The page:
As part of our mission to explore jewelry through the ages, today’s article is all about jewelry from the late 19th and early 20th centuries - Art Nouveau and Edwardian jewelry.
Before we begin with Art Nouveau jewelry, let’s first look at what the Art Nouveau style is all about. It’s considered an international philosophy and complete art style, one that includes decorative and fine arts, interior design, architecture and textiles.
The Art Nouveau style was most popular between 1890 and 1910. The name Art Nouveau literally means “new art” in French and that’s what it was. It was a reaction to the academic art of the 19th century and was inspired greatly by the natural environment.
In 1895 and the years following, a German-French art dealer called Samuel Siegfried Bing played an important part in the popularity of the Art Nouveau style.
Siegfried Bing owned an art gallery named “Maison de l’Art Nouveau” which translates to “House of New Art”. His gallery was famous because it featured modern art exclusively and the name of his gallery later became the recognisable term for the Art Nouveau style itself.
The Art Nouveau style was immensely popular throughout Europe during this time period, but the effects were seen in the United States and around the world.
Art Nouveau jewelry design
Art Nouveau jewelers embraced this new style as it was heavily focused on craftsmanship and creativity. The art of jewelry-making transitioned from stone setting to something more artistic - and radical.
Gold and silver metals were still used, in a softer way. Intense color was created through a variety of enamelling techniques including plique-à-jour (a technique to create translucent enamel, similar to the staining of glass).
Some jewelry designers preferred to work with glass and metal rather than precious gems. Shimmering moonstone and opal were popular gems to use in Art Nouveau jewelry along with materials such as bone and ivory.
Art Nouveau jewelry design had many distinct features including flowing lines and nature inspired motifs such as flowers, leaves, birds, snakes and butterflies. Mythological creatures were also heavily featured in jewelry from this era as well as a focus on the female form. Metamorphosis and eroticism was often seen in Art Nouveau jewelry.
One of the most famous jewelry designers of the Art Nouveau period was René Lalique (he was also known for his work in glass art). This is one of his most famous pieces below – his Dragonfly Lady Brooch, made around 1897-1898.
To create this masterpiece, René Lalique used different techniques and materials. He sculptured the head and body of the woman from green chrysoprase and the dragonfly wings are made from enamel with gold, moonstones and diamonds. The wings were hinged and the tail able to bend to allow movement when being worn.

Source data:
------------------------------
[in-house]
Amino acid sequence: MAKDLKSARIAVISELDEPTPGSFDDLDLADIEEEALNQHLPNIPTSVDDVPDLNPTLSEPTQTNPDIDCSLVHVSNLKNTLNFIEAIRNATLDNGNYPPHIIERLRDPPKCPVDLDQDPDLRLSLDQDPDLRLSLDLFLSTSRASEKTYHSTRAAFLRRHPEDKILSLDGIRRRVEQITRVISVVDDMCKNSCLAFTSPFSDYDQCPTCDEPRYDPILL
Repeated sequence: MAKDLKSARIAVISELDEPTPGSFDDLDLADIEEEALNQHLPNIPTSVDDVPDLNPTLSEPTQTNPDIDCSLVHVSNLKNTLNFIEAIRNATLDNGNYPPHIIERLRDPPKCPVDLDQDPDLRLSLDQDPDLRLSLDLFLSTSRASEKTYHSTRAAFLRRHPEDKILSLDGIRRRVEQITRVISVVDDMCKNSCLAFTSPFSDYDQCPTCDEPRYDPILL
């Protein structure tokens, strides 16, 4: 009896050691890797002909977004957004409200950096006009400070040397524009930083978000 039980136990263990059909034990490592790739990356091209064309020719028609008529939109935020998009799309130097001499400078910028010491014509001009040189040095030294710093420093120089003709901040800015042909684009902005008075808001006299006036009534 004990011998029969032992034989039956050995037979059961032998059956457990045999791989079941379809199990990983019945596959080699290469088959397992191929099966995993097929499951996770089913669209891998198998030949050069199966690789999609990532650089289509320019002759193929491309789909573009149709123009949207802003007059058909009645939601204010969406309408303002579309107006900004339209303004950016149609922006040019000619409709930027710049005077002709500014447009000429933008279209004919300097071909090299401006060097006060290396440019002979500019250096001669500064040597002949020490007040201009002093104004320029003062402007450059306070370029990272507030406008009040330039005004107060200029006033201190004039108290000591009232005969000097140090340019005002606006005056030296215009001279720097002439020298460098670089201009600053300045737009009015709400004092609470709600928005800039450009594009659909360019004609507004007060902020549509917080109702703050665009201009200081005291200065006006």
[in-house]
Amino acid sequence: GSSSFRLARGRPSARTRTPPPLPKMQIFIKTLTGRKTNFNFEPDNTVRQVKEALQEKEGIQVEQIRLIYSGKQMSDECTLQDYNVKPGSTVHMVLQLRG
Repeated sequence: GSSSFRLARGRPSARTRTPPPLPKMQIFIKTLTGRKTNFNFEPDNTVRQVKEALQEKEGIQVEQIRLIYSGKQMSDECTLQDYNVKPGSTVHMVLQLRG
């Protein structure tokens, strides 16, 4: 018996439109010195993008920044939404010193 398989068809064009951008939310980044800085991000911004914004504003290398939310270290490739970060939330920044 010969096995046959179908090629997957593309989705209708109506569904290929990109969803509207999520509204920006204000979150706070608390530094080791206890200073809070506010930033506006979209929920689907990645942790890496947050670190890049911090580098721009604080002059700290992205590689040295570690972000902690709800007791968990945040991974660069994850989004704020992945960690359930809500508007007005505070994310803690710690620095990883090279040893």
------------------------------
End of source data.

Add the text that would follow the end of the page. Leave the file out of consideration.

Lalique’s dragonfly brooch is a great example of the Art Nouveau style. The nude woman represents the idea of the femme fatale – fused into an insect through metamorphosis.
Below are some more examples of Lalique’s work. This René Lalique Art Nouveau Enamel and Gold “Automne” Pendant (image courtesy of Macklowe Gallery), dates back to circa 1898. This jewel was created in enamel and gold, a celebration of autumn and nature with its beautiful berries and falling leaves.
We mentioned earlier that Lalique liked to work with glass - the pendant below dates back to 1900 and includes a glass female figure. Other materials used to create this piece were gold and plique-a-jour enamel.
This brooch below by Lalique (date unknown) depicts another female form, with golden flowing hair, surrounded by flowers with curved stems.
This next brooch is an American Art Nouveau Diamond and Enamel Brooch produced in Newark, New Jersey (image courtesy of Macklowe Gallery). The materials used are 18 karat gold, enamel and six Old European-cut diamonds.
Although Art Nouveau jewelry was immensely popular during the late 19th and early 20th centuries, Edwardian jewelry was also very much on the scene during this time too in Britain.
After the death of Queen Victoria in 1901, the somber period ended and new jewelry designs were altogether happier and more sophisticated, complementing the elegance of Edwardian ladies.
Diamonds were the gem of choice for Edwardian jewelry, along with platinum metal. Diamond jewelry design had evolved to feature invisible settings that would show off the newer styles of diamond cuts.
Platinum metal was strong enough to cope with intricate detail and metalworkers would carve out lace or honeycomb patterns and shapes resembling embroidery or bows (take a look at these amazing pieces).
The trend of Art Nouveau jewelry began to fade out around 1910, however Edwardian style jewelry was still in full swing until around 1915.
We hope you found this article about Art Nouveau and Edwardian jewelry interesting! In case you missed the other articles in our Jewelry Through The Ages series, you can catch up here:
Part 1: Egyptian Jewelry
Part 2: Medieval Jewelry
Part 3: Renaissance & Georgian Jewelry
Part 4: Victorian Jewelry
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Main top and bottom image “Flora Pendant” By Louis Aucoc (1850-1932) [Public domain], via Wikimedia Commons - text overlay added.
René Lalique Art Nouveau Enamel and Gold “Automne” Pendant – Macklowe Gallery.
René Lalique – Pendant with Chain - Flickr.
Brooch by René Lalique - By © José Luiz Bernardes Ribeiro / CC BY-SA 3.0, via Wikimedia Commons.
American Art Nouveau Diamond and Enamel Brooch – Macklowe Gallery.